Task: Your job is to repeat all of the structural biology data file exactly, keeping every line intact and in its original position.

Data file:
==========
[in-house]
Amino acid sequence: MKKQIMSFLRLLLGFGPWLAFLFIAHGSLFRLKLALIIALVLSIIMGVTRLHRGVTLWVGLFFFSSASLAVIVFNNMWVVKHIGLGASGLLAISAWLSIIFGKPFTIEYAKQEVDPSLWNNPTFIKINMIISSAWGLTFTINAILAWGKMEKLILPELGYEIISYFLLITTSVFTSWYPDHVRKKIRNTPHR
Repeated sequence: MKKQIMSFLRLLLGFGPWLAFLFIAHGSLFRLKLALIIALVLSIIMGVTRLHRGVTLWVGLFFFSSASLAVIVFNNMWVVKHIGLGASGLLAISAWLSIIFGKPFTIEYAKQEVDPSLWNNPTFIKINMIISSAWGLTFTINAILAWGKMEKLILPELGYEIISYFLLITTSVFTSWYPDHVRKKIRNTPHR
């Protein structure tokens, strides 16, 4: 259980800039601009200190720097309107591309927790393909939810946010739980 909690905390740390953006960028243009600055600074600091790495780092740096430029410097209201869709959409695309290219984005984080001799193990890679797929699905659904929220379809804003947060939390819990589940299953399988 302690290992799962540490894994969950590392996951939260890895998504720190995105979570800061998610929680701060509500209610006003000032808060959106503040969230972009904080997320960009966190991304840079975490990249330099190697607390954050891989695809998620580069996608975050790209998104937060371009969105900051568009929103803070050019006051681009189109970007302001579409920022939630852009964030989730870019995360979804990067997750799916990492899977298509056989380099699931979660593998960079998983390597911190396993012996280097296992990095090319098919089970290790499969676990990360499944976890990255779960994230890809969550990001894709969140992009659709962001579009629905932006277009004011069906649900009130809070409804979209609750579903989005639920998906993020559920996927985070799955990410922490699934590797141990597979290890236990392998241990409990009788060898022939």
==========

[in-house]
Amino acid sequence: MKKQIMSFLRLLLGFGPWLAFLFIAHGSLFRLKLALIIALVLSIIMGVTRLHRGVTLWVGLFFFSSASLAVIVFNNMWVVKHIGLGASGLLAISAWLSIIFGKPFTIEYAKQEVDPSLWNNPTFIKINMIISSAWGLTFTINAILAWGKMEKLILPELGYEIISYFLLITTSVFTSWYPDHVRKKIRNTPHR
Repeated sequence: MKKQIMSFLRLLLGFGPWLAFLFIAHGSLFRLKLALIIALVLSIIMGVTRLHRGVTLWVGLFFFSSASLAVIVFNNMWVVKHIGLGASGLLAISAWLSIIFGKPFTIEYAKQEVDPSLWNNPTFIKINMIISSAWGLTFTINAILAWGKMEKLILPELGYEIISYFLLITTSVFTSWYPDHVRKKIRNTPHR
């Protein structure tokens, strides 16, 4: 259980800039601009200190720097309107591309927790393909939810946010739980 909690905390740390953006960028243009600055600074600091790495780092740096430029410097209201869709959409695309290219984005984080001799193990890679797929699905659904929220379809804003947060939390819990589940299953399988 302690290992799962540490894994969950590392996951939260890895998504720190995105979570800061998610929680701060509500209610006003000032808060959106503040969230972009904080997320960009966190991304840079975490990249330099190697607390954050891989695809998620580069996608975050790209998104937060371009969105900051568009929103803070050019006051681009189109970007302001579409920022939630852009964030989730870019995360979804990067997750799916990492899977298509056989380099699931979660593998960079998983390597911190396993012996280097296992990095090319098919089970290790499969676990990360499944976890990255779960994230890809969550990001894709969140992009659709962001579009629905932006277009004011069906649900009130809070409804979209609750579903989005639920998906993020559920996927985070799955990410922490699934590797141990597979290890236990392998241990409990009788060898022939």